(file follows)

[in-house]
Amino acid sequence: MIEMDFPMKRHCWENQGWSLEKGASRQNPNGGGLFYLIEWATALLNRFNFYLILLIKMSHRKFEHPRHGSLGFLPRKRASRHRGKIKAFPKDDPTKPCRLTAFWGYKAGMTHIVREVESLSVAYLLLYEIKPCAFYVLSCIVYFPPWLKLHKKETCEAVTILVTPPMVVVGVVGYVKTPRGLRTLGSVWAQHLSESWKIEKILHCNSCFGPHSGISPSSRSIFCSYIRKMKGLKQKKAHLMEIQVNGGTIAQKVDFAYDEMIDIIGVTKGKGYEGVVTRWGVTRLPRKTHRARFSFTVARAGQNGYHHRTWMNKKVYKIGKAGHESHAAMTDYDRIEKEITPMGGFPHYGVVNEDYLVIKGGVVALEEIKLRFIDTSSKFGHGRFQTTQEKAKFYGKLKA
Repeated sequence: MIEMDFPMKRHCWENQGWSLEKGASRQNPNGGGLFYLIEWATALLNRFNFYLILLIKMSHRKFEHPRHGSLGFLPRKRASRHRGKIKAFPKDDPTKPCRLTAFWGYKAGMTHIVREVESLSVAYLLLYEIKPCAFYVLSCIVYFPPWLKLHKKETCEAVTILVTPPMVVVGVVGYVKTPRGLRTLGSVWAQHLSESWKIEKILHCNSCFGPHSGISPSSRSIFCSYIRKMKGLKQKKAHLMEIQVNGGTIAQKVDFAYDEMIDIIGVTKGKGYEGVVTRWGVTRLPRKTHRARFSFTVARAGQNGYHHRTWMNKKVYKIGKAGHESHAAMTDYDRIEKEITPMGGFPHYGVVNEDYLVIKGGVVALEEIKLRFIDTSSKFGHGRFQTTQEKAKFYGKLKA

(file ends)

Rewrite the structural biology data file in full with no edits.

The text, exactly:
[in-house]
Amino acid sequence: MIEMDFPMKRHCWENQGWSLEKGASRQNPNGGGLFYLIEWATALLNRFNFYLILLIKMSHRKFEHPRHGSLGFLPRKRASRHRGKIKAFPKDDPTKPCRLTAFWGYKAGMTHIVREVESLSVAYLLLYEIKPCAFYVLSCIVYFPPWLKLHKKETCEAVTILVTPPMVVVGVVGYVKTPRGLRTLGSVWAQHLSESWKIEKILHCNSCFGPHSGISPSSRSIFCSYIRKMKGLKQKKAHLMEIQVNGGTIAQKVDFAYDEMIDIIGVTKGKGYEGVVTRWGVTRLPRKTHRARFSFTVARAGQNGYHHRTWMNKKVYKIGKAGHESHAAMTDYDRIEKEITPMGGFPHYGVVNEDYLVIKGGVVALEEIKLRFIDTSSKFGHGRFQTTQEKAKFYGKLKA
Repeated sequence: MIEMDFPMKRHCWENQGWSLEKGASRQNPNGGGLFYLIEWATALLNRFNFYLILLIKMSHRKFEHPRHGSLGFLPRKRASRHRGKIKAFPKDDPTKPCRLTAFWGYKAGMTHIVREVESLSVAYLLLYEIKPCAFYVLSCIVYFPPWLKLHKKETCEAVTILVTPPMVVVGVVGYVKTPRGLRTLGSVWAQHLSESWKIEKILHCNSCFGPHSGISPSSRSIFCSYIRKMKGLKQKKAHLMEIQVNGGTIAQKVDFAYDEMIDIIGVTKGKGYEGVVTRWGVTRLPRKTHRARFSFTVARAGQNGYHHRTWMNKKVYKIGKAGHESHAAMTDYDRIEKEITPMGGFPHYGVVNEDYLVIKGGVVALEEIKLRFIDTSSKFGHGRFQTTQEKAKFYGKLKA